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Conservative MP Pierre Poilievre rises during question period in the House of Commons in Ottawa on Dec. 11, 2017.

Adrian Wyld/The Canadian Press

Federal Conservatives are proposing new legislation aimed at curbing the hefty clawbacks faced by low-income Canadians with disabilities who return to work.

Conservative finance critic Pierre Poilievre introduced the Opportunities for Workers with Disabilities Act Monday, a private members' bill that has the support of several advocacy groups representing social workers and people with disabilities.

The Conservative bill was introduced at the same time as another private members' bill from Conservative Leader Andrew Scheer, which proposes a new tax credit on income earned through Employment Insurance maternity or parental benefits.

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Research by the Library of Parliament has shown that in some provinces, low-income Canadians on social assistance actually give up more income than they earn by returning to work. This is primarily because many provincial social-assistance programs are geared to income, meaning they are clawed back as work income rises.

Mr. Poilievre's bill proposes that Finance Canada should calculate how much people with disabilities would lose in taxes and benefit clawbacks for each additional $1,000 of working income up to $30,000.

If Ottawa finds situations where clawbacks exceed the amount of new employment income, the bill calls on the finance minister to "identify and consider" changes that could be made to federal taxation and benefits in order to reduce that amount.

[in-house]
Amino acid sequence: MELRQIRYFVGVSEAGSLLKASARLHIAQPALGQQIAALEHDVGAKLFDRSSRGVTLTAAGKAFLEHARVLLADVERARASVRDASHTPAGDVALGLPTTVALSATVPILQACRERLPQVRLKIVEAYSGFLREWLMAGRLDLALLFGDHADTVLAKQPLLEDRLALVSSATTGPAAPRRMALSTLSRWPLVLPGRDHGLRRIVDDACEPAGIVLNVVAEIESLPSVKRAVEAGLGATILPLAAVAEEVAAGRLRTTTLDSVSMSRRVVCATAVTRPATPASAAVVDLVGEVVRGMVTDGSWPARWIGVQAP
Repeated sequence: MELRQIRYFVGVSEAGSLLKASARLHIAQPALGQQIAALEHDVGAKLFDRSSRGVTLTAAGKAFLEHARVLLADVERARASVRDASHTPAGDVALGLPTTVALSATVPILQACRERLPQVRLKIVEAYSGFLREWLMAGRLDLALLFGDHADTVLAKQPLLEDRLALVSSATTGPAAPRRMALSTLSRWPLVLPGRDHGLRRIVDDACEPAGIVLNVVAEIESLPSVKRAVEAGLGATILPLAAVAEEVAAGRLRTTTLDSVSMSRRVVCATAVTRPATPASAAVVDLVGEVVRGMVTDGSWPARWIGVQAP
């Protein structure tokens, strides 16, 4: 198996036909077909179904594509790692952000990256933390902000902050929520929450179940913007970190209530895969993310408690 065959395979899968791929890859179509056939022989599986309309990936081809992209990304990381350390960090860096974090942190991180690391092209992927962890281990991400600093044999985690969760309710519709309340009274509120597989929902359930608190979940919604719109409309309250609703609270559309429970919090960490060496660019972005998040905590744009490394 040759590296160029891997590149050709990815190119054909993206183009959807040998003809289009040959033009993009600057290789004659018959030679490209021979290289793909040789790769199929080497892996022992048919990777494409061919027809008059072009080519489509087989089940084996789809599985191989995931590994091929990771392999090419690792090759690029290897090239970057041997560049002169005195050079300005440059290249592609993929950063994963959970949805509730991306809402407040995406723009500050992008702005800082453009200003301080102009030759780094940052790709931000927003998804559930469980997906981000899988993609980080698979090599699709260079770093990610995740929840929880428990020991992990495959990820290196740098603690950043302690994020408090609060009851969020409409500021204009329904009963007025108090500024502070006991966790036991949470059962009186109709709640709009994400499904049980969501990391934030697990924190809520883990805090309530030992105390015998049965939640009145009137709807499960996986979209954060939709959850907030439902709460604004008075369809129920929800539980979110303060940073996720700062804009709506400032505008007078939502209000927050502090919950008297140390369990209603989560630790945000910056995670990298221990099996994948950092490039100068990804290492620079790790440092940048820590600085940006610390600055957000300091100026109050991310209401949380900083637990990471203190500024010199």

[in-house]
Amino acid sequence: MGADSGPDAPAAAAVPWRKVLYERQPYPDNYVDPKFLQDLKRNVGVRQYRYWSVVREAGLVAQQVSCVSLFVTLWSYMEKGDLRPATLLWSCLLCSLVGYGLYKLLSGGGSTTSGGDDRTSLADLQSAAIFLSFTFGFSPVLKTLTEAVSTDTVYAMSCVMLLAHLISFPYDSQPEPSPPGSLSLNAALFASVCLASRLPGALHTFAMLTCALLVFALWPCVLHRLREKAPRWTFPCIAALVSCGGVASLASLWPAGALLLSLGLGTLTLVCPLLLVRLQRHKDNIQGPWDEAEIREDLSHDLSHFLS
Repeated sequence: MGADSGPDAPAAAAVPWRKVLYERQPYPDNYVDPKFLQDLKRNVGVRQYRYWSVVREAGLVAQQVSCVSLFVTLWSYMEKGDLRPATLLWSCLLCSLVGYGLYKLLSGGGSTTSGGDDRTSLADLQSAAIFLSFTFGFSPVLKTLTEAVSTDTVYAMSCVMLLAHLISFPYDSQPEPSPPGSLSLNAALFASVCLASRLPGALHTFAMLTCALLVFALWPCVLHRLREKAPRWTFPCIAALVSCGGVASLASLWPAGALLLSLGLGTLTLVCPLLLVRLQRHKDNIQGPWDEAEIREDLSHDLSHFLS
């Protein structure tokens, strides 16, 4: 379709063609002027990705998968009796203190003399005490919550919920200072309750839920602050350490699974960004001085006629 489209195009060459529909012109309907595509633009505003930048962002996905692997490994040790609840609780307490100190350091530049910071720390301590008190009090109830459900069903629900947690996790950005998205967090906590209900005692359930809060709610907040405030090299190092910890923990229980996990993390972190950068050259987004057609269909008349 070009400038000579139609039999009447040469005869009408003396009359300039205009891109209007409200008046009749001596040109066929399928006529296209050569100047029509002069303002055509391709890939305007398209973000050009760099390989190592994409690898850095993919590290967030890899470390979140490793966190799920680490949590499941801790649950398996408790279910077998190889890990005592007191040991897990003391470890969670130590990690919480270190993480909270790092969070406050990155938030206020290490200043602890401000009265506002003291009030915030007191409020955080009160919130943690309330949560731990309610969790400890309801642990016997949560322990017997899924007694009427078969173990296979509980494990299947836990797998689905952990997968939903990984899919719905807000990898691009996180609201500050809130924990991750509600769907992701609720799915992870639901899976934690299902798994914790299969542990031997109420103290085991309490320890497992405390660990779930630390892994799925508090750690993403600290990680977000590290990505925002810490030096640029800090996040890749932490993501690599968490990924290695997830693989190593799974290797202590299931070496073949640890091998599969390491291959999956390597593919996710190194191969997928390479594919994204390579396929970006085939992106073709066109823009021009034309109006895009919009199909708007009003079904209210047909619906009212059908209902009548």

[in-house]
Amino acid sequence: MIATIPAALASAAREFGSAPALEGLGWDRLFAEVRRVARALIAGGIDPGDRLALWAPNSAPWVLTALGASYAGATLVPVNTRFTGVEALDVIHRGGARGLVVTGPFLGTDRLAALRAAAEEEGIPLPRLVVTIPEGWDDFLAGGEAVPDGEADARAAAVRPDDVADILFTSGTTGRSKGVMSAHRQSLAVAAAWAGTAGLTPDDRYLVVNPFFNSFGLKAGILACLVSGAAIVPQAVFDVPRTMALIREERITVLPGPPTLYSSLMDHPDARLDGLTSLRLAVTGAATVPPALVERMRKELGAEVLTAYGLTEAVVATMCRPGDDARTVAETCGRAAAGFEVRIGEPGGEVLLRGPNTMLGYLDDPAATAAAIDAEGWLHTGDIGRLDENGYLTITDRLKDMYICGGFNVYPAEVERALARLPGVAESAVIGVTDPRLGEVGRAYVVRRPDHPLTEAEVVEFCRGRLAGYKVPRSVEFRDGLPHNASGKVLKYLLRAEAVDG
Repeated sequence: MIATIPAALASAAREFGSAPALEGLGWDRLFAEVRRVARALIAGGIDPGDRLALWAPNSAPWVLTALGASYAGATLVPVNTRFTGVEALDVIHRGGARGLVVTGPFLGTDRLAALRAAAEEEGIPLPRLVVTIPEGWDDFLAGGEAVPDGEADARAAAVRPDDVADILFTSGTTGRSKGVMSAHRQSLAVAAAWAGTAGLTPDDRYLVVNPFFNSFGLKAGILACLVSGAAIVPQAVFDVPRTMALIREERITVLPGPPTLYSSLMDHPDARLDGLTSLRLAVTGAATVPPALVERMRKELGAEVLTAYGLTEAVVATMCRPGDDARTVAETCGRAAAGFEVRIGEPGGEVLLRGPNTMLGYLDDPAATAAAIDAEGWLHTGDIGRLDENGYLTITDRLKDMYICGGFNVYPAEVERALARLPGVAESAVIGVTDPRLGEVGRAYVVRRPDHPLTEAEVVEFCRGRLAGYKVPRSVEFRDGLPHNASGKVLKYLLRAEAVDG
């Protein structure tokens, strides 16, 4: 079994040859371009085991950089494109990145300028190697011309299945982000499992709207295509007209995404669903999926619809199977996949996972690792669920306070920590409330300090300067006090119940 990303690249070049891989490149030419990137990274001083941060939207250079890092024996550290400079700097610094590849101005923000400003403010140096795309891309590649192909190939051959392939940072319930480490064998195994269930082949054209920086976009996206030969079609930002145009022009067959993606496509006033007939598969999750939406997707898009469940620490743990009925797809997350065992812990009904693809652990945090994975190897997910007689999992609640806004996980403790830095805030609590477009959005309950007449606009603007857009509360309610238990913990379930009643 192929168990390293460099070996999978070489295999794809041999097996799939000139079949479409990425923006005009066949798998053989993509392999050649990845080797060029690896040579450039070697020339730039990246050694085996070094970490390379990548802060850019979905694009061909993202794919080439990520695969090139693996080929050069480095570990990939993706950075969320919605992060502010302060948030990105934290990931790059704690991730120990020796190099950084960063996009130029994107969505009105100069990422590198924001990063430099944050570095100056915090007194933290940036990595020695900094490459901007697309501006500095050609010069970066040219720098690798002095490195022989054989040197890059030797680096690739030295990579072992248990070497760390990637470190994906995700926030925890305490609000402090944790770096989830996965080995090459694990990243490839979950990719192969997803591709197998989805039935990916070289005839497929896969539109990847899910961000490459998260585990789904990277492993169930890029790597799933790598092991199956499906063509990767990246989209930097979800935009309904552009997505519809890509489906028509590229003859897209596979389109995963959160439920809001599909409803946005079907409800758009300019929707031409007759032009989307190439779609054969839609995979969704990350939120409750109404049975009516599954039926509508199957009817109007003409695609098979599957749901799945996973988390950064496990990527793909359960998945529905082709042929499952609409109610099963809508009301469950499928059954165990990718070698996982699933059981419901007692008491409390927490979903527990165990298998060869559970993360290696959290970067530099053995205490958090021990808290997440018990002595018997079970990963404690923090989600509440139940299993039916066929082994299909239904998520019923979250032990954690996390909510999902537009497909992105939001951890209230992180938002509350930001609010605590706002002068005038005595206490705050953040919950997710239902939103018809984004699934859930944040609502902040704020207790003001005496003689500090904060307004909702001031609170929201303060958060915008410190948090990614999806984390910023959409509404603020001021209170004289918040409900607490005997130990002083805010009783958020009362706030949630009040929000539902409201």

It also calls for a new clause in the Canada Social Transfer to ensure that the amount lost in benefits by disabled Canadians does not exceed the amount gained in employment income up to $30,000.

The Conservative caucus approved the disabilities bill in January and it is expected to receive its first hour of debate in March. The legislation has been approved for a vote, meaning it has a higher priority than many other private members' bills.

Private members' bills that call on the government to spend money require the formal support of the government through a royal recommendation, but Mr. Poilievre said he believes his bill does not require that step. The government could challenge the bill on procedural grounds, asking the Speaker to resolve that question.

In an interview, Mr. Poilievre said Ottawa and the provinces should be ensuring the wide range of government programs available to people with disabilities do not combine in a way that discourages them from earning income.

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"I believe there are a lot of people who the system is holding back," he said. "People with disabilities have incredible talents and skills that can bolster our economy and allow them to earn the lives that they dream of and we should encourage rather than punish that."

The Conservative MP worked with economists and social-policy advocates on the bill. Several groups and individuals provided their endorsement of the legislation, including the Canadian National Institute for the Blind, the Canadian Association of Social Workers, the Canadian Association for Supported Employment and University of Calgary economist and tax specialist Jack Mintz.

A spokesperson for Finance Minister Bill Morneau said there are no easy solutions to the issue but that the government is committed to making improvements, including through new accessibility legislation in the spring.

"This is without doubt an important conversation," Chloé Luciano-Girouard said in a statement. "As such, the compelling stories we heard today are a reminder that we can always do better when it comes to championing disabled workers and ensuring they get the benefits they deserve."

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